The baritone saxophone has sure made a significant impact on jazz through the years. The instrument’s voice resonates on such an open wavelength that we consider it friendly in any situation. And Hamiet Bluiett has experience with just about every jazz situation imaginable. From college to the Navy and beyond, Bluiett has encountered swing, bebop, free jazz and the avant-garde. This latest album represents happy music - creative, sentimental and highly melodic – that any audience would find enjoyable.
Jumping with unpredictable intervals on his tribute piece, Bluiett honors Thelonious Monk while guitarist Ed Cherry adds a stellar Wes Montgomery salute. It’s not a far stretch from Monk and Wes to Bluiett’s creative interpretations; however, it’s not music to absorb halfheartedly through osmosis, either. Bluiett’s quartet program, while entertaining most any audience, provides grist for the mill. You’ll want to spend some time with this and capture it all. Nasheet Waits drives with crisp, complex patterns, while Jaribu Shahid counters all around the beat. Cherry provides harmony and a lyrical charm. The three ballads, in particular, form a perfect venue for the guitarist to "sing" poetic phrases.
Don Pullen’s "1529 Gunn Street" jumps and jives with a swinging motion that recalls the days when dancers worked in pairs. Bluiett’s wake-up call title track moves ever forward with a quick, light motion, adding subtle dissonance at the very end for effect. The saxophonist builds each song carefully, making sure that too much of a good thing never spoils the work. The solo spots for each quartet member are timed so that they can build from the ground level up. Bluiett carries his featured lines from below sea level to mountaintop and beyond. Careful not to discourage the listener with unnecessary shrieks or wails, the saxophonist approaches every free-spirited moment "with eyes wide open."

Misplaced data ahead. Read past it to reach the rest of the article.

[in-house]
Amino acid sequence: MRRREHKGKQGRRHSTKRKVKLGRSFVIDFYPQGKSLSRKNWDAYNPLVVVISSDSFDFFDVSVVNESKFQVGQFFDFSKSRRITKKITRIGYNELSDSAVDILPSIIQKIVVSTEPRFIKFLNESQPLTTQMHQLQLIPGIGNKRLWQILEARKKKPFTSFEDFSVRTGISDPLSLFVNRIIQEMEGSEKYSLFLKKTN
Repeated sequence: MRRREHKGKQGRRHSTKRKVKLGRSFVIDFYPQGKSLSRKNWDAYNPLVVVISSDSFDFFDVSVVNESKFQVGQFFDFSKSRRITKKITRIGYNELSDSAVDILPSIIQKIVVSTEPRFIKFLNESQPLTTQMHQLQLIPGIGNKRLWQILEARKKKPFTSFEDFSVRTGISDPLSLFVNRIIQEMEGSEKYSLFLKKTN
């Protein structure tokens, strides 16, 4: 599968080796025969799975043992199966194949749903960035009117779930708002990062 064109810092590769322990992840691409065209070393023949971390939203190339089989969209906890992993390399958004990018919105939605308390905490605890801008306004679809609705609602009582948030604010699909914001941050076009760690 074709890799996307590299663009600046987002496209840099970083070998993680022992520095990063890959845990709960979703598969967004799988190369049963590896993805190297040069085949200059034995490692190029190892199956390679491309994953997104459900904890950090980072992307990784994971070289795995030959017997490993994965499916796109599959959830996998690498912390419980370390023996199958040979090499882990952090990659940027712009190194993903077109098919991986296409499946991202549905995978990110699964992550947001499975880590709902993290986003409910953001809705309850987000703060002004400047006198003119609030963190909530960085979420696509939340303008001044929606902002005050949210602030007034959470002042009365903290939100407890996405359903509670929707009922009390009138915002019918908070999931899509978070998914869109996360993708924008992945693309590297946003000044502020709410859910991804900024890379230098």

Track Listing: Africa/Island Song; Sing Me a Song Everlasting; Monk & Wes; Enum; Song for Camille (Ballad For a Black Woman); 1529 Gunn Street; Mystery Tune; Deb; (With Eyes) Wide Open.
I love jazz because it's sophisticated, international, atmospheric yet free, cool and warm.
I was first exposed to jazz through the sultry voice and flawless swing of my mother.
I met Mark Murphy, David Linx, Kurt Elling, and Youn Sun Nah.
The best show I ever attended was Youn Sun Nah in Paris.
The first jazz record I bought was Native Dancer by Wayne Shorter and Milton Nascimento
My advice to new listeners: open your mind and your ears, forget about structure, feel the textures.
Go see live music and keep buying CDs!